Interesting is that the Greek particle ἅµα has, in addition to an associative value of ‘together with,’ a temporal one, ‘at the same time with, immediately following in time’. This is the case not only in the Septuagint as in ἅµα τῇ ἡµέρᾳ ‘the moment it was day’ Mic 2:2 and ἅµα τῷ ἀνατεῖλαι τὸν ἥλιον ‘immediately with the sunrise’ Jon 4:8,9 but also in Classical Greek as in ἅµα δ᾽ ἠελίῳ καταδύντι ‘when the sun set’ Iliad 18.210.10 bdb also mention a post-biblical example in עם שאתו כפים יגילו Sir 40:14, which the lxx reads ἐν τῷ ἀνοίξαι αὐτὸν χεῖρας εὐφρανθήσεται. Targum for the above-quoted Ps 72.5 reads in part עם מיסק שמשא ‘with the rising of the sun’.11 Ben-Yehuda’s dictionary shows that this usage of the preposition is abundantly attested in post-biblical Hebrew literature.12 To quote just one example, אין מעמצין את המת בשבת, ולא בחול עם יציאת נפש ‘one is not to close the eyes of the deceased on the Sabbath, nor on a weekday, when he breathes his last’ mShab 23:5. Ben Yehuda justly notes, however, that an affiliated compound conjunction -עם שׁ indicates a duration, ‘while,’ as in עם שהוא מפרש בים הגדול שקעה ספינתו בים‎ ‘while he was sailing in the ocean, his boat sank in the sea’ Pesiqta d-R. Kahana, par. 18.5.


The Greek Theodotionic version lacks this phrase altogether, and the Old Greek considerably differs ἐπὶ τῆς κοίτης µου ἐθεώρουν καθ᾽ ὕπνον νυκτός. However, a Qumran fragment, 4Q113 dated to ca. 20-50 ce, has preserved ב[חזוי ע]ם.


L. Koehler—W. Baumgartner, tr. and ed. M.E.J. Richardson, The Hebrew and Aramaic Lexicon of the Old Testament, v (Leiden • Boston • Köln, 2000), p. 1950b; the German original reads “bei Nacht.”


E. Vogt, Lexicon linguae aramaicae veteris testamenti documentis antiquis illustratum (Roma, 1971), p. 133a. Peshitta reads the same, b-ḥezwa: d-le:lya:, probably trying to smooth over the unusual phrase in the original. Charles opines that the reading shared between Pesh. and LXXlxx, recurring in vss. 7 and 13, must be original, an argument which could be turned on its head to render support to an argument for harmonisation, see R.H. Charles, A Critical and Exegetical Commentary on the Book of Daniel (Oxford, 1929), p. 175.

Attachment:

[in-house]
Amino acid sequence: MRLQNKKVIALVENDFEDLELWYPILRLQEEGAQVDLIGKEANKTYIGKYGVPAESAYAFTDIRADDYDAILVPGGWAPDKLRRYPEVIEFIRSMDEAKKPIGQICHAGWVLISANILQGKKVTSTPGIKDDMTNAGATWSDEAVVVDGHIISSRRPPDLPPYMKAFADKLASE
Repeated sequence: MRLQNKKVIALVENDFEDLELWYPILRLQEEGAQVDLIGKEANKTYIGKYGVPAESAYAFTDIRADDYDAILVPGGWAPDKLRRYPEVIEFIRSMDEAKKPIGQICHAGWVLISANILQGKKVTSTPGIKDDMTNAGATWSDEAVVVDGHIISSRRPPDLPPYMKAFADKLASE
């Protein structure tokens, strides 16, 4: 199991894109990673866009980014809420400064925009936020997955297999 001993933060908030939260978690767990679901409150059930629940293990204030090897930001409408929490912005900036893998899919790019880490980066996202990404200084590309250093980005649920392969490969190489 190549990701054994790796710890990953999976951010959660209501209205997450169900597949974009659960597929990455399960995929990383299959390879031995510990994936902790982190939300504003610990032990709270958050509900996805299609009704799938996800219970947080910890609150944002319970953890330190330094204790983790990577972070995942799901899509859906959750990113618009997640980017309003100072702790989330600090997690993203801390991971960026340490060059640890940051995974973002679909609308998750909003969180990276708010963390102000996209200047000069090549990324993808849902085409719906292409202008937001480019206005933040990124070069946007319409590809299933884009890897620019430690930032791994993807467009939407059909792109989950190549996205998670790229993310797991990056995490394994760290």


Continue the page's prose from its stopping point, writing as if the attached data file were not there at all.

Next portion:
This gloss reminds one of a line in Ovid’s Amores mentioned by older commentators, so J.A. Montgomery, A Critical and Exegetical Commentary on the Book of Daniel (Edinburgh, 1927), p. 224; Montgomery could have mentioned that F. Brown, S.R. Driver and Ch.A. Briggs, A Hebrew and English Lexicon of the Old Testament (Oxford, 1907), s.v. עִם1 g‏ does so. The line i 16 reads: Cum sole et luna semper Aratus erit, i.e. 24 hours, whether the sun is up in the sky or the moon.


J.J. Collins, A Commentary on the Book of Daniel (Minneapolis, 1993), p. 294, where סופא is a typing mistake for סופה.


For the text partly reconstructed from a Cambridge Genizah fragment, see J.C. Greenfield, M.E. Stone and E. Eshel, The Aramaic Levi Document (Leiden • Boston, 2004), p. 94. Collins, Commentary, p. 294, n. 145, refers to an entry of this example in K. Beyer, Die aramäischen Texte vom Toten Meer etc. (Göttingen, 1984); in the glossary (p. 659) Beyer’s gloss reads “während,” whereas in his edition of the text (p. 203) he translates “bei Sonnenaufgang”.


The first alternative analysis is possibly influenced by the phrase בְּחֶזְוֵי לֵילְיָא, which occurs later, introducing two more nocturnal visions seen by Daniel: vss. 7 and 13.

We would note, however, that ‘am in Syriac indicates a duration.


bdb, s.v. 1 g, clearly labelled “Of time” divided into as long as with Ps 72:5 as the sole reference and at the time of(?) with two references, 2 Chr 21:19 and Ezr 1:11, the first of which is textually suspect.


For more examples, see T. Muraoka, A Greek-English Lexicon of the Septuagint (Leuven, 2002), s.v. ii 2.


More examples may be found in H.G. Liddell, R. Scott, and H.S. Jones, A Greek-English Lexicon (Oxford, 1940), s.v. B 1. The dictionary mentions, however, a durative value, ‘during the time of’ as well.


In the interest of parallelism Targum equally expands the following phrase—קדם מנהר סיהרא ‘before the moon (starts) shining’.


E. Ben Yehuda, A Complete Dictionary of Ancient and Modern Hebrew (Jerusalem, 1908-59), vol. 5, pp. 4540b-4541a, ח.